Maggie Harrison and Clothing

Name: Maggie Harrison
Meeting: West Philly/Central Philadelphia MM
Branch: Liberal

I could write a book about my relationship to clothing– to how I present myself to the world.

I really tend to agree with Margaret Fell in this famous passage:

“Christ Jesus saith that we must take no thought what we shall eat, or what we shall drink, or what we shall put on: bids us consider the lilies, how they grow in more royalty than Solomon. But, contrary to this, we must look at no colours, nor make anything that is changeable colours as the hills are, nor sell them, nor wear them: but we must be all in one dress and one colour. This is silly poor gospel!”

Especially because I really experience God and my spirit within and through color. Anyone who knows me knows I like to wear bright things!

Another thought I have about clothes is that they express something WHETHER OR NOT WE INTEND IT. Clothing is symbolic, infused with meaning about our gender, class, sexual orientation, political stance, education, etc. Of course, people can make very inaccurate assumptions based on clothing, but clothing is a message either way, so I like to play around with what I am communicating, expressing wildly different sides of myself through clothes. This is also true of hair, especially for women.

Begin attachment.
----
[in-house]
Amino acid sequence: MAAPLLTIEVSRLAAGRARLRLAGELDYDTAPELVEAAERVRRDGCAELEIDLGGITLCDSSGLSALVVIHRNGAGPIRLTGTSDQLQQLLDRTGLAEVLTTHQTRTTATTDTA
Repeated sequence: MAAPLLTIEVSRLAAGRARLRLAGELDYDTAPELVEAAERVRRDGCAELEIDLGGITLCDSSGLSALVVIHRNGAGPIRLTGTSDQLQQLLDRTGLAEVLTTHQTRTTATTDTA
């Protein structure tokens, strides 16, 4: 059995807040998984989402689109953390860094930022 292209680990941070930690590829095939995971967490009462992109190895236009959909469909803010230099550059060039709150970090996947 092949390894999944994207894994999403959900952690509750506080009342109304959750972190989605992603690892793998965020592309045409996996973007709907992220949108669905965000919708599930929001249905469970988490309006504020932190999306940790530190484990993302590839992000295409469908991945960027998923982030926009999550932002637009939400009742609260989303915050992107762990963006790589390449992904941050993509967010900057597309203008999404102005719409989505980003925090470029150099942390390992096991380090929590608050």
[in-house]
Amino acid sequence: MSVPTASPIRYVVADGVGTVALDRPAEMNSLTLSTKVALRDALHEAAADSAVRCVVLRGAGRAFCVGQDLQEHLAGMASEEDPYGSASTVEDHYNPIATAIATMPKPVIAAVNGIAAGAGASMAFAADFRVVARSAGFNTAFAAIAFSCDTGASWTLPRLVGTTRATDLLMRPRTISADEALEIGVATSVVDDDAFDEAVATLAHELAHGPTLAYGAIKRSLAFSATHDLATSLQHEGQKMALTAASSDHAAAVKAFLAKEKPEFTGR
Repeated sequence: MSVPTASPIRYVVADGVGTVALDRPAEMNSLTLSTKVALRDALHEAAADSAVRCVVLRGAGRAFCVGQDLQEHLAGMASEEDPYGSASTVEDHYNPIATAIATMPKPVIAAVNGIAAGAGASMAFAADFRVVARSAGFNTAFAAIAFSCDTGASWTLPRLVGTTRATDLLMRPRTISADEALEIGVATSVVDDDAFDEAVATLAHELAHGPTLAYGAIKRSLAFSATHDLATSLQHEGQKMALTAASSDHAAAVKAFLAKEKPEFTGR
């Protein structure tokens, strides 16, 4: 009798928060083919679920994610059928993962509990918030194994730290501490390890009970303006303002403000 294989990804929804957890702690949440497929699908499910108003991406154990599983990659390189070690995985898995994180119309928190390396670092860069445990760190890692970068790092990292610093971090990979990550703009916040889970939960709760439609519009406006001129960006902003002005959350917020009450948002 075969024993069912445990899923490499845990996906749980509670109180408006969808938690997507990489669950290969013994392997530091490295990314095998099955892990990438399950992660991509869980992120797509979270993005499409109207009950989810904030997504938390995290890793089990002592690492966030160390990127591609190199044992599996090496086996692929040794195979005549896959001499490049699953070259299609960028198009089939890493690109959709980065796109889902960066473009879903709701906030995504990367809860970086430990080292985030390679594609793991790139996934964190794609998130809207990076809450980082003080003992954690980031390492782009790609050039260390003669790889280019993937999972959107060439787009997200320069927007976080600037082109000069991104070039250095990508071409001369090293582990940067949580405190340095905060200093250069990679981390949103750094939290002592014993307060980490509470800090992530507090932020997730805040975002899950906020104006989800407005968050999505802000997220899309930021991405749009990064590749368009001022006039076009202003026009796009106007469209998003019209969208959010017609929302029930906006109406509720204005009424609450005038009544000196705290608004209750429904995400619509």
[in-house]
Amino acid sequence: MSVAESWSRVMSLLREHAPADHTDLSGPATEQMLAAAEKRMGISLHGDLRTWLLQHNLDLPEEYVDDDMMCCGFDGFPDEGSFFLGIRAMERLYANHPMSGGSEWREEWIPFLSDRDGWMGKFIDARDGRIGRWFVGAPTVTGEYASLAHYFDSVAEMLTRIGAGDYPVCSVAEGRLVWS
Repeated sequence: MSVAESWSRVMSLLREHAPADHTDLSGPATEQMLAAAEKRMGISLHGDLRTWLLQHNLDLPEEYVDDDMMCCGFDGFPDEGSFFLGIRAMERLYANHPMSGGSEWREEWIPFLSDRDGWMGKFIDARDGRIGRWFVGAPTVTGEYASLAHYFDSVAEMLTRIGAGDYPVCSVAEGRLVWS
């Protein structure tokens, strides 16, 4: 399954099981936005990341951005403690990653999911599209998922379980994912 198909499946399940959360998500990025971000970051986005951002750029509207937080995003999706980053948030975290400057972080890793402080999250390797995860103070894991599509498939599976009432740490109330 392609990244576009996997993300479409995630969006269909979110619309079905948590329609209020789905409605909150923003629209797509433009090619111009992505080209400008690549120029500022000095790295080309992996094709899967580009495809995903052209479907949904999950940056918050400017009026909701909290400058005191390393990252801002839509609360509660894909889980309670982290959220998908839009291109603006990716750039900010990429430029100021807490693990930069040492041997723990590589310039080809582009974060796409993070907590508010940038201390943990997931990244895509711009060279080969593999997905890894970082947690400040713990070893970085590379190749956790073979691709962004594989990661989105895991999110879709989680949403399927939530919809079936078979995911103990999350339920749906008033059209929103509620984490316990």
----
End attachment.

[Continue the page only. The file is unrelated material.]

But as I work with this pamphlet, which is about stripping away the metaphorical “clothing” with which we cover ourselves, I am also intrigued in what that means for my physical clothing. Would there be a way to dress truly neutrally? So that I wouldnt be buying into a persona, dictated by worldly social/political/economic forces? So that I’m not preoccupied with establishing any particular identity, instead focusing on being Love and for Love and nothing else?

I dunno.

My picture is a little old, but I think is a good example of me and clothing.

Posted in Modern Quakers and Clothing | 1 Comment

One Response to Maggie Harrison and Clothing

  1. Mackenzie says:

    I like to do this thing where I make my clothes say the opposite of what’s expected in a situation. Go to a protest, wear a plain dress instead of one of my punk band t-shirts, possibly with a headcovering too. Go to a hacker con, wear a bright pink tea-length skirt (the tech community is extremely skewed male, and some women tend to dress more tomboy at tech things, even if they aren’t tomboys, to try to fit in better).

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